Facial Recognition Tools to Catch Serial Killer: Top Use Cases

Facial Recognition Tools

Facial Recognition ToolsThe criminal defense departments are relying upon facial recognition technologies to get hold of serial killers

Facial recognition can help verify a person’s identity. A facial recognition system uses biometrics to map facial features from a photograph or video. Face recognition technology capable of matching faces from the digital image, videos, or any audiovisual element of her/his face. Facial recognition helps law enforcement find missing children, fight human trafficking, find dangerous criminals and bring sexual predators to justice. Facial recognition technology has a whole range of applications across a wide array of market sectors, from retail and business to travel and education.

 

Here mentioned some facial recognition cases:

Narcotics Trafficking Investigation: The State-wide Network of Agency Photos Unit in Michigan received a request from an out-of-state law enforcement agency to help identify an unknown subject believed to be from Michigan who was part of a drug trafficking ring in their state. A facial recognition search was conducted, and a viable candidate returned. The investigative lead was provided to investigators who later confirmed this was the subject they were attempting to identify. This subject was involved in numerous drug trafficking investigations in Michigan and West Virginia.

Surveillance sunglasses: Chinese police have started to use sunglasses equipped with facial recognition technology to identify suspected criminals. The wirelessly-enabled glasses are linked to a database of suspects, allowing police officers to scan crowds and identify criminals much faster than they could do on their own. This technology has already helped police catch several suspects in Zhengzhou. The system itself works by this technology to compare photos taken by patrolling police officers to a blacklist of known offenders.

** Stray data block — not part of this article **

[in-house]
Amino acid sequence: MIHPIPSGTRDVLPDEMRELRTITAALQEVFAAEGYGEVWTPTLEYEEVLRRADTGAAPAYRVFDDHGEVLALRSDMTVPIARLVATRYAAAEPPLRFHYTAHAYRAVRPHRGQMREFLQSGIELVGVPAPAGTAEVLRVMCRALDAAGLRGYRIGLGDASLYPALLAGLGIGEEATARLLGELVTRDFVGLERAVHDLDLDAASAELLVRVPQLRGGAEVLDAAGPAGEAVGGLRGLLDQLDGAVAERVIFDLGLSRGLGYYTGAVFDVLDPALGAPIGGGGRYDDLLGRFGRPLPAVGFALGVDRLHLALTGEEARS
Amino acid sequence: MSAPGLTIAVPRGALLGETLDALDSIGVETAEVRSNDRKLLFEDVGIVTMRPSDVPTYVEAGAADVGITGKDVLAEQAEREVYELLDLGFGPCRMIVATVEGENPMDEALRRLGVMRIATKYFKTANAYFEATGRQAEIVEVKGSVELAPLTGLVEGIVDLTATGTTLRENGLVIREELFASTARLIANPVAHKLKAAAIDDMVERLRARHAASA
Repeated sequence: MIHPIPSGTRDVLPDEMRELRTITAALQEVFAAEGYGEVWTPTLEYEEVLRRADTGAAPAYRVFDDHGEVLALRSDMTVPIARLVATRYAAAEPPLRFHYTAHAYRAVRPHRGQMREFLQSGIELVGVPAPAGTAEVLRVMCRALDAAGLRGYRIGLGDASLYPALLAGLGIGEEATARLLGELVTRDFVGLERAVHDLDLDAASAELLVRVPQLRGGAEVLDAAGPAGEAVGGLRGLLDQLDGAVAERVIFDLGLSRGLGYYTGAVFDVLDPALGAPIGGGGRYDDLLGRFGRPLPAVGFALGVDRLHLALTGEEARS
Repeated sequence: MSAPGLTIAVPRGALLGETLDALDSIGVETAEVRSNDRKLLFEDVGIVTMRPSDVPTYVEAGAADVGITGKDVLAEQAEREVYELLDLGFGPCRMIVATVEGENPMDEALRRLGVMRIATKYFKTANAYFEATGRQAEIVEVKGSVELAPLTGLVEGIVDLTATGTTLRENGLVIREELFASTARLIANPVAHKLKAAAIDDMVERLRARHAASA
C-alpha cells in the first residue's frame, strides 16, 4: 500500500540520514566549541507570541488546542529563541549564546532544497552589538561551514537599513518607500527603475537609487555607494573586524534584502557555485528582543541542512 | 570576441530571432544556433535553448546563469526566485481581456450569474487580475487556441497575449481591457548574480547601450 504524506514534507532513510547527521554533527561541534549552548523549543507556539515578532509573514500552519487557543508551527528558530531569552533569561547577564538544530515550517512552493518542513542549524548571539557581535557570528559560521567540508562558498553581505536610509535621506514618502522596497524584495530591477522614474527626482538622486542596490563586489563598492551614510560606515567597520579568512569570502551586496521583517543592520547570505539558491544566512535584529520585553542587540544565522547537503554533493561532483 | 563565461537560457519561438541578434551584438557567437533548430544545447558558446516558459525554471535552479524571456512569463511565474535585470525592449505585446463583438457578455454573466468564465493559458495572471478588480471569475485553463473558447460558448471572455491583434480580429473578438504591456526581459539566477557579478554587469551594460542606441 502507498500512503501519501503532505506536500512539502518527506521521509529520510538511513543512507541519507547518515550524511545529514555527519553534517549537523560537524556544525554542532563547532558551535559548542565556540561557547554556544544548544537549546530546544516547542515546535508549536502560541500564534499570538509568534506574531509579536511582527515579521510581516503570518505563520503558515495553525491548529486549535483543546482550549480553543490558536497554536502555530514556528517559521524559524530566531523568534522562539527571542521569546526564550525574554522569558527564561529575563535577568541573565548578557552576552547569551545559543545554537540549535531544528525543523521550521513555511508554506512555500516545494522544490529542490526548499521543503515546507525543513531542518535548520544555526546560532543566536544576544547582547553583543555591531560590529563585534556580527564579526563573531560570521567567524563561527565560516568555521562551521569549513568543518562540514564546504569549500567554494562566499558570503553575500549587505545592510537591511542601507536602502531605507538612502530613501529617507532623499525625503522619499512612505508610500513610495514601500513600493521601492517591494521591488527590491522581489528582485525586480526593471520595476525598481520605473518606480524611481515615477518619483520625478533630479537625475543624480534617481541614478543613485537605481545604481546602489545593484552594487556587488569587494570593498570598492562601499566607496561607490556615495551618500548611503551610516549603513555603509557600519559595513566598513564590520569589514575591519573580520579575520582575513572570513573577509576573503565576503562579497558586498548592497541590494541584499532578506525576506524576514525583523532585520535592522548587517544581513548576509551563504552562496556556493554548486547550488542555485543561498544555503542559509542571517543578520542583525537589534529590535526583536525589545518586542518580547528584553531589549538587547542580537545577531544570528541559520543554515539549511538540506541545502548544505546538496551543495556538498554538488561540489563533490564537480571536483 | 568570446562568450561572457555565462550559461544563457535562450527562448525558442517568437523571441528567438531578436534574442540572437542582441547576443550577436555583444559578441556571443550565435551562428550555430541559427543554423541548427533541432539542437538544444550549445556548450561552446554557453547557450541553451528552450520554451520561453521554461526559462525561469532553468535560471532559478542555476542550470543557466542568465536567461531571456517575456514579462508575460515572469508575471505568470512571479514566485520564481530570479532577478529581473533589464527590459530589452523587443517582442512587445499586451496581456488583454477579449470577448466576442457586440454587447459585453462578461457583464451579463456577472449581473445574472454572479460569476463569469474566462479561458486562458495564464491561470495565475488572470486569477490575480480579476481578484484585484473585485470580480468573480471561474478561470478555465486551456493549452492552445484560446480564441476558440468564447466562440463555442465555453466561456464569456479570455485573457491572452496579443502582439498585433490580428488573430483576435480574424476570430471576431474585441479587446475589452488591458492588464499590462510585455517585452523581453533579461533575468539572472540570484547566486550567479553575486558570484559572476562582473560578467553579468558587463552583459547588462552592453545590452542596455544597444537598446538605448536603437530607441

Finding an Alleged Rapist: In New York City in 2019, a man raped and killed a woman. Investigators used facial recognition technology to compare images from surveillance video at a nearby food store with a mugshot database. Along with additional investigative work, this allowed them to identify a suspect and make an arrest within 24 hours.

Facial recognition in airport boarding: In 2009, the adenosine Triphosphate group introduced PARAFE fingerprint recognition technology to speed up the process. But, only 4% of people could use it. Later in 2017, the airport authorities decided to upgrade PARAFE with facial recognition systems provided by Gemalto. Almost half of the travelers have passports compatible with facial biometrics. Since 2018, many more airlines have started to use this technology. In the US alone, more than 15 airports have set up face matching systems to help board passengers faster and more safely.

Finding criminals: This technology improves response times and ultimately helps prevent or mitigate harm from terror attacks and save lives. New York City Police Department detectives used facial recognition technology to identify a man who sparked terror by leaving a pair of rice cookers in the Fulton Street subway station

Saving a sex trafficking: This technology helps investigators find underage sex trafficking victims in online ads.  Spotlight has reportedly been used in 40,000 cases in North America, helping rescue 15,000 children and identify 17,000 traffickers.

Helps in missing persons: In India, this technology has helped police find 3,000 missing children in only four days. In March 2018, local and federal law enforcement officers were trying to recover a child missing for four months. Law enforcement officers initiated surveillance on the subject which revealed the missing child hiding in the rear seat of the subject’s vehicle.